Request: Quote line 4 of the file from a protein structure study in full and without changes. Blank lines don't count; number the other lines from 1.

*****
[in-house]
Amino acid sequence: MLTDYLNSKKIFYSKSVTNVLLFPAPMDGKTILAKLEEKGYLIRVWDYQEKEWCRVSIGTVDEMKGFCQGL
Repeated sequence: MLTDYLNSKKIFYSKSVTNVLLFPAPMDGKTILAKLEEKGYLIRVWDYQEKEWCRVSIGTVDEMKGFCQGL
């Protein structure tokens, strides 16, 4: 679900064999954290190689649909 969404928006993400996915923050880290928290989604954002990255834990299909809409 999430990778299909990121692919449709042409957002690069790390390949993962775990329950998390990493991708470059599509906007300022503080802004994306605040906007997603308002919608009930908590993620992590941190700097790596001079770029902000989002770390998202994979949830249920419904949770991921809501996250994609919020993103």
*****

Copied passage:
């Protein structure tokens, strides 16, 4: 679900064999954290190689649909 969404928006993400996915923050880290928290989604954002990255834990299909809409 999430990778299909990121692919449709042409957002690069790390390949993962775990329950998390990493991708470059599509906007300022503080802004994306605040906007997603308002919608009930908590993620992590941190700097790596001079770029902000989002770390998202994979949830249920419904949770991921809501996250994609919020993103």